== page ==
Upper mids are the star of the show for the EJ09 second only to its treble. Female vocals shine through and are some of the best I’ve heard at this price range.

On the other hand, while still present, lower mids are a little lacking and may come across as veiled or hazy to some listeners.  It could be the lack of a bass shelf, but this isn’t necessarily a bad thing as it works as intended in the mix.

The lower mids are handled by the dynamic driver while the upper mids and treble are handled by the BA. The mix of timbre is surprisingly well done here. You can pick up the differing driver responses a little but otherwise quite a coherent experience.


The extension is the leading factor in the EJ09’s treble performance. For treble heads, users will immediately note the excellent clarity and airiness in this region.

For me, personally, it does not sound sharp or crunchy in any manner; more crisp and smooth. This is largely due to the excellent implementation of the ESTs drivers.

Users sensitive to high pinna gain should keep this region in mind while listening, as some passages may come across as peaky. Tip rolling will assist in relaxing this region, so it is more bearable if a listener fits into that category.

Staging & Dynamics

The LETSHUOER EJ09’s most impressive characteristic in my book is its wide out-of-your-head soundstage that extends quite well to the back of your head. 

The imaging here is also excellent, focusing more on microdynamics than macrodynamics. I would compare the soundstage and imaging here to that of the Campfire Audio Andromeda 2020 with better dynamics and staging due to the tri-brid driver complement.

LETSHUOER EJ09 pairings



Without EQ, the Qudelix-5k already presents an excellent pairing for the EJ09. With plenty of power, and flexibility with its noise floor, the best qualities of the in-ear shine with this pairing.

The Qudelix-5k’s powerful PEQ will make quick adjustments one may need for the EJ09 easily, fixing tuning issues a user may have to fit personal taste better.

iFi Audio GO blu

First things first, the EJ09 is quite sensitive and hisses on both 4.4mm and 3.5mm making it quite unusable for those who prefer a black background. If you can get past it since you’re a big fan of iFi’s house sound and love xBass, the GO blu may compensate for some qualities of the EJ09 that users may find lacking initially.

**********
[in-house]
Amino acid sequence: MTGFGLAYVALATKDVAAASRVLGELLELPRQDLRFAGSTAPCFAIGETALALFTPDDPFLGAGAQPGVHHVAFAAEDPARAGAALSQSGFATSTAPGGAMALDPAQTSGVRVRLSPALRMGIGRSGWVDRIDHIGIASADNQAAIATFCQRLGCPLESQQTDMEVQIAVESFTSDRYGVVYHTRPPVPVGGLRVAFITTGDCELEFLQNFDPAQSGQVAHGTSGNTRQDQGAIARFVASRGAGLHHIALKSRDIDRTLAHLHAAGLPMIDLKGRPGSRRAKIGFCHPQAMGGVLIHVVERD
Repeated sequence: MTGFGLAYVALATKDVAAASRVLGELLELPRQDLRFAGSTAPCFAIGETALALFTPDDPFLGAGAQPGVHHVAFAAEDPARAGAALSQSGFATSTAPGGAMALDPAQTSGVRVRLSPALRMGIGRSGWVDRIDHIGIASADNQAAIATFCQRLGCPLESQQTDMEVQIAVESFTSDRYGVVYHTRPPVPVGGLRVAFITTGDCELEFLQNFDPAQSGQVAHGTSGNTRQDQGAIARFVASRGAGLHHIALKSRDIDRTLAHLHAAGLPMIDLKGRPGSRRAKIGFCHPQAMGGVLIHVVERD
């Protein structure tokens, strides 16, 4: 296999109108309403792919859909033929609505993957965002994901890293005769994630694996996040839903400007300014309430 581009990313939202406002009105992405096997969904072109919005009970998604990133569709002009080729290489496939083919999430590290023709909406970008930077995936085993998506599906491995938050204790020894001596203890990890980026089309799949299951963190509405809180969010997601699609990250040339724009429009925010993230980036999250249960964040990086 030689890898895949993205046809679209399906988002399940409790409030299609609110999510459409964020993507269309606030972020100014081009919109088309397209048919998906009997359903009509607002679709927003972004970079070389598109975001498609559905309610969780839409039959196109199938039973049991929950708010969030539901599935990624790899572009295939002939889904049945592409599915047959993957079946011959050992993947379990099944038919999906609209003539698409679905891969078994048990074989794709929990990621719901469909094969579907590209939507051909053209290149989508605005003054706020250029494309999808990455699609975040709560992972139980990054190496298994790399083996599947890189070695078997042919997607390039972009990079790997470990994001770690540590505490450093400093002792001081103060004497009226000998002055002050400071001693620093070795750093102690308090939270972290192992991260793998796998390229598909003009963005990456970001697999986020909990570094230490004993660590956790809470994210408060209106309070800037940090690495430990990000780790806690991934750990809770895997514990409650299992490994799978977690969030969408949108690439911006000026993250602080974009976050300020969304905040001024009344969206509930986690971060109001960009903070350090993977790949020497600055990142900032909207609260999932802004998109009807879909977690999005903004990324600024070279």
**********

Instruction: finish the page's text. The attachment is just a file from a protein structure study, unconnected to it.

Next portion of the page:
With the GO blu, more low-end oomph and warmth are added, bringing the EJ09 to a level more suitable for bassheads and lovers of hard EDM.

FiiO BTr7

The FiiO BTR7 adds more of a neutral warm V-shaped presence to the EJ09, namely making its treble region more sparkly than the rest of the pairings. It also adds a sense of warmth and musicality to the EJ09 that helps add some thickness, mainly to the lower mids that users may find lacking in its original tune.

Symphonium Audio Helios Review

Select Comparisons

Symphonium Helios

The most direct comparison I can make for the EJ09 is to the Symphonium Helios. Despite being a totally different configuration from 4BAs, they both hold a heavy sub-bass boost with a bright leaning neutral tune. 

The Helios beats out the EJ09 in nearly every category sound quality-wise for a lower price but loses out in terms of fitment and overall comfort, which is essential to keep in mind for long-term usage.

FatFreq Maestro SE

The FatFreq Maestro SE and the Helios are two inherently different ideas for tribrid monitors that show the capabilities of these kinds of driver configurations. The Maestro SE is a true basshead IEM, while EJ09 maintains neutral warmth.

Those inclined treble heads will find a better choice in the EJ09, as the treble in the MSE is more relaxed to level out the massive bass.  Both IEMs maintain a similar level of build quality with medical-grade resin, comfort, and isolation.

Campfire Audio Solstice

Campfire Audio Solstice

The Campfire Audio Solstice follows a similar neutral warm with top-end sparkle but with an entirely different driver configuration. Being a five BA build based on the legendary Andromeda, it allows the midrange to be the star of the show with excellent male and female vocals.

The EJ09 beats out in bass quantity and texture as well as treble presence because of its dynamic, and EST drivers, but the Solstice maintains a better well-rounded experience. The Solstice is, however, custom only – available in an audiophile relaxed or a deeper ‘artist fit’.


Users will identify more with the EJ07, the EJ09’s little brother if they like a warm, relaxed tune thicker in the lower mids and bass. The EJ07 also has more mid-bass and less treble presence than its bigger brother. 

This is also noticeable in the treble, where the EJ09 clearly beats out the extension and airiness of the EJ07. The shell is also much smaller and more comfortable than the EJ09, making it fit for ears that generally can’t use these bigger IEMs.


Our Verdict

The LETSHUOER EJ09 is an excellent attempt from the Chinese brand at cracking the $1,000+ market. Despite being well-tuned and well-built, it falls short in a couple of characteristics with a product in this price range, namely around packaging, cable, and accessories.

With this highly competitive market, the EJ09 is priced a little high for what it’s offering. Keeping its faults in mind, it’s worth recognizing LETSHUOER is still an OEM transitioning into creating a brand of its own. They are doing things right, playing it safe in certain places, and taking risks in others.

All that said, if you’re looking for a tri-brid with a neutral tone and a bit of sub-bass boost-focused tuning, the EJ09 is worth the shot.

LETSHUOER EJ09 Technical Specifications

  • Five Electrostatic Drivers on Each Side
  • Three Balanced Armature Drivers on Each Side
  • One Dynamic Driver Unit
  • Custom Face Panel Options
  • Available in 3.5mm Single-ended/4.4mm Balanced termination options
  • 2-Pin 0.78mm Connectors